On NOLA.com, meanwhile, tens of thousands of evacuated New Orleans and Gulf Coast residents began using the site's forums and blogs, posting pleas for help, offering aid, and directing rescuers. NOLA's nurturing of so-called citizen journalism on a massive scale was hailed by many journalism experts as a watershed, while a number of agencies credited the site with leading to life-saving rescues and reunions of scattered victims in the days and months after the storm.
After deciding to evacuate Tuesday, August 30, because of rising floodwaters and possible security threats, the newspaper and web staff set up operations in Baton Rouge, on the Louisiana State University campus. A small team of reporters and photographers volunteered to stay behind in New Orleans to report from the inside on the city's struggle, looting, and desperation. They armed themselves for security and worked out of a private residence.
The August 30, August 31, and September 1, 2005 editions were not printed, but were available as PDFs online, as was the paper's breaking news weblog. A weblog entry for August 30 written by Bruce Nolan gave a summary of the disaster:
After three days of online-only publication, the paper began printing again.
In a January 14, 2006 address to the American Bar Association's Communications Lawyers Forum, Times-Picayune editor Jim Amoss commented on perhaps the greatest challenge that the staff faced then, and continued to face as the future of New Orleans is contemplated:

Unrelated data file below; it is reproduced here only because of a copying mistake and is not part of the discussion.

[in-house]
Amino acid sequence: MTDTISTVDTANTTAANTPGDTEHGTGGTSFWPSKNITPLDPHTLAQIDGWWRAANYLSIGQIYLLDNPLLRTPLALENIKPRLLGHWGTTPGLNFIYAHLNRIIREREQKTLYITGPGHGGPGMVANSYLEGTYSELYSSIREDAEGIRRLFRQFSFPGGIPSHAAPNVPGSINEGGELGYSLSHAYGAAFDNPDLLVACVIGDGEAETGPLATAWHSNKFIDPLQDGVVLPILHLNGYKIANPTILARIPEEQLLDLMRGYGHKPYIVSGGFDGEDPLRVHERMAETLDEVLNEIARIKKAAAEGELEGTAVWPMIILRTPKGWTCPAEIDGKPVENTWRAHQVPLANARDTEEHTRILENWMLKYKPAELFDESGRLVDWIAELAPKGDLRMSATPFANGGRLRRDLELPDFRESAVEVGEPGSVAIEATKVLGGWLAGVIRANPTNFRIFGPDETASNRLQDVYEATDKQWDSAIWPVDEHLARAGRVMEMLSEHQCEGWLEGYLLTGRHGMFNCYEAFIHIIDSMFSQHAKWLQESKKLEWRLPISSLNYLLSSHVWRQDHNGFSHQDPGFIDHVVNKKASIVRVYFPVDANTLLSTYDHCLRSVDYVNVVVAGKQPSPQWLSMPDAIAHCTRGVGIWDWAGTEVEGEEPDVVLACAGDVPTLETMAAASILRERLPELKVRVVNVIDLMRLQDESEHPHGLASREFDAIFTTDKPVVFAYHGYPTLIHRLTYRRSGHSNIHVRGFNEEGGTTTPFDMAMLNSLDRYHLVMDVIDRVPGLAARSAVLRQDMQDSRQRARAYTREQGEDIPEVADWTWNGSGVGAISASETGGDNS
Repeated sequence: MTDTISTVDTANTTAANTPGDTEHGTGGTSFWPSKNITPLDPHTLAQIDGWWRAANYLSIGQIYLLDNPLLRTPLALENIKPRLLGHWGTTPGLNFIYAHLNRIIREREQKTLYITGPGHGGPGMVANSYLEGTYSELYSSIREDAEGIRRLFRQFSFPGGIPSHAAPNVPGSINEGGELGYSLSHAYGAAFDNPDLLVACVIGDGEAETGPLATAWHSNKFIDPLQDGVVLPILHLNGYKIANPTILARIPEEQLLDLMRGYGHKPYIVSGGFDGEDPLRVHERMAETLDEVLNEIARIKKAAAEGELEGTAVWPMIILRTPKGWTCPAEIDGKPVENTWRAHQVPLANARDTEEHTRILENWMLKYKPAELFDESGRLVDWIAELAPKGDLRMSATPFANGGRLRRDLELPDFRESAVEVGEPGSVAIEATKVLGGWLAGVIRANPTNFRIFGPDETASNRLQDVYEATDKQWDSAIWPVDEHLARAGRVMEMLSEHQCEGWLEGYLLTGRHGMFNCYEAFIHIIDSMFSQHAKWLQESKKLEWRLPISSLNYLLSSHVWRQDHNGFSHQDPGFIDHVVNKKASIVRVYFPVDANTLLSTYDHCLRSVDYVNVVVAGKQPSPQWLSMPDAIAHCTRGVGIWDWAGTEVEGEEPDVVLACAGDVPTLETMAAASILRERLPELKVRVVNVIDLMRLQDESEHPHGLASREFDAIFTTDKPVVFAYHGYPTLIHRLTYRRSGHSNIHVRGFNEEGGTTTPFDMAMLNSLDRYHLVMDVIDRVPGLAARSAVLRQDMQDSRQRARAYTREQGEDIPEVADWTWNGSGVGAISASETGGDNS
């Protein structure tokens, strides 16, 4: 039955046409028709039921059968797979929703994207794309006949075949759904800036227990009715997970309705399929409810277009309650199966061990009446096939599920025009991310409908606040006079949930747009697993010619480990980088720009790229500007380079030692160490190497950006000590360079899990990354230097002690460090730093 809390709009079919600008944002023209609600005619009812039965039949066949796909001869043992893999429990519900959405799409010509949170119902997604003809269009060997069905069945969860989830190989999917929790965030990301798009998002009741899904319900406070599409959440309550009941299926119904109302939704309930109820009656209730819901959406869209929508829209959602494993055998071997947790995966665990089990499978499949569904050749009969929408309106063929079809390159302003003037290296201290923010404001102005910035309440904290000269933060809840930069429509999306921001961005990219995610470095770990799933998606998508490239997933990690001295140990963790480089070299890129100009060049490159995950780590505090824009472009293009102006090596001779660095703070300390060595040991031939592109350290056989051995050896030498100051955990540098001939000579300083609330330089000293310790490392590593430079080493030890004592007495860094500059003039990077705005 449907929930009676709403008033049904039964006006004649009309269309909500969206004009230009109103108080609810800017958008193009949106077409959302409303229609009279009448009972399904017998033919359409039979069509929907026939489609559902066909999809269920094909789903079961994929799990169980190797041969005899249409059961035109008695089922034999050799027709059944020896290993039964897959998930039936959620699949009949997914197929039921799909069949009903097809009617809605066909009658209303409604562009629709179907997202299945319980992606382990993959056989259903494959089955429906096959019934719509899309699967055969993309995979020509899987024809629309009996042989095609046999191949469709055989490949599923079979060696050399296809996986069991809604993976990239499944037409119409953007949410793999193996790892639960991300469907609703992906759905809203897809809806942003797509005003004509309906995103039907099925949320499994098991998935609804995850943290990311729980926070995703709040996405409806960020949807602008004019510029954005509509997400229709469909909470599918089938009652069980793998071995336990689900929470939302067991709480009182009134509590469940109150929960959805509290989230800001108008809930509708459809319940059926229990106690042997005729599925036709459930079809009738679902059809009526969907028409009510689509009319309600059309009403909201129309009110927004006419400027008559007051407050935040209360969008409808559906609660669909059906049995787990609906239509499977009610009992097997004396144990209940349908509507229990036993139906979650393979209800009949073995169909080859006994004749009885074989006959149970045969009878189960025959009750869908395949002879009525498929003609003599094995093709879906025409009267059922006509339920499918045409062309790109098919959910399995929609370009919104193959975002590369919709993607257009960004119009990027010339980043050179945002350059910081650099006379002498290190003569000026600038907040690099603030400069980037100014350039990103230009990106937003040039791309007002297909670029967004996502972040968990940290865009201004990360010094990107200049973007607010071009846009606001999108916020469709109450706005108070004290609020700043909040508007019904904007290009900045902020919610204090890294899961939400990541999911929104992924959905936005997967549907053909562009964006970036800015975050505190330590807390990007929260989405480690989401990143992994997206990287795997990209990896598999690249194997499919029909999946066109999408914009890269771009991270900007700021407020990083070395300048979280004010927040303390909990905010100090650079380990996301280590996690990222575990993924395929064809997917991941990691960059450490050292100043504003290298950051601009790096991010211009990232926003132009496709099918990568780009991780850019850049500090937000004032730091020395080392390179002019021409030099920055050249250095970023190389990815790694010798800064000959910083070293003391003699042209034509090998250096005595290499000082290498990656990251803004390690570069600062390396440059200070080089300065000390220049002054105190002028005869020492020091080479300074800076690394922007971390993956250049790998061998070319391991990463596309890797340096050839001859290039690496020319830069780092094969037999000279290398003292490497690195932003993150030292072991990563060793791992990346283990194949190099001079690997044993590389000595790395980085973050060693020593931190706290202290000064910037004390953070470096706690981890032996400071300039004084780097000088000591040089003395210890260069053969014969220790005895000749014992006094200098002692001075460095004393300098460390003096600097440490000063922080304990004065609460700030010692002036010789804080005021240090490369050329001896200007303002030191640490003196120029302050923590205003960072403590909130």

The paper shared the 2006 Pulitzer Prize for public service with The Sun Herald in similarly affected Biloxi, Mississippi. In addition, the paper's staff was awarded a Pulitzer for breaking news reporting, and former Times-Picayune editorial cartoonist Mike Luckovich won the Pulitzer for his cartoons in The Atlanta Journal-Constitution, some of which were also featured in New Orleans Magazine.
As soon as The Times-Picayune was able to restart publication after Katrina, the newspaper printed a strongly-worded open letter to President George W. Bush in its September 4, 2005 edition, criticizing him for the federal government's response to Hurricane Katrina and calling for the firing of Federal Emergency Management Agency (FEMA) chief Michael D. Brown. Brown tendered his resignation eight days later.
The post-Katrina experience affected the paper's staff. On August 8, 2006 staff photographer John McCusker was arrested and hospitalized after he led police on a high-speed chase and then used his vehicle as a weapon apparently hoping that they would kill him. McCusker was released from the hospital by mid-August, saying he could not recall the incident, which was apparently sparked by the failure to receive an insurance settlement for his damaged house. He will still face criminal charges. The episode led to the establishment of a support fund for McCusker and for other Times-Picayune staff, which collected some $200,000 in just a few days. In October, columnist Chris Rose admitted to seeking treatment for clinical depression after a year of "crying jags" and other emotionally isolating behavior.
The Times-Picayune long continued to editorialize on FEMA. A searing editorial on April 18, 2009 lambasted FEMA and labeled "insulting" the alleged "attitude" of its spokesman Andrew Thomas toward people who were cash-strapped after the evacuation" from Hurricane Gustav, which in the meantime had become part of the melange of problems associated with hurricanes and governmental agencies; a second editorial on the same day blasted the State of Louisiana's Road Home program and its contractor ICF.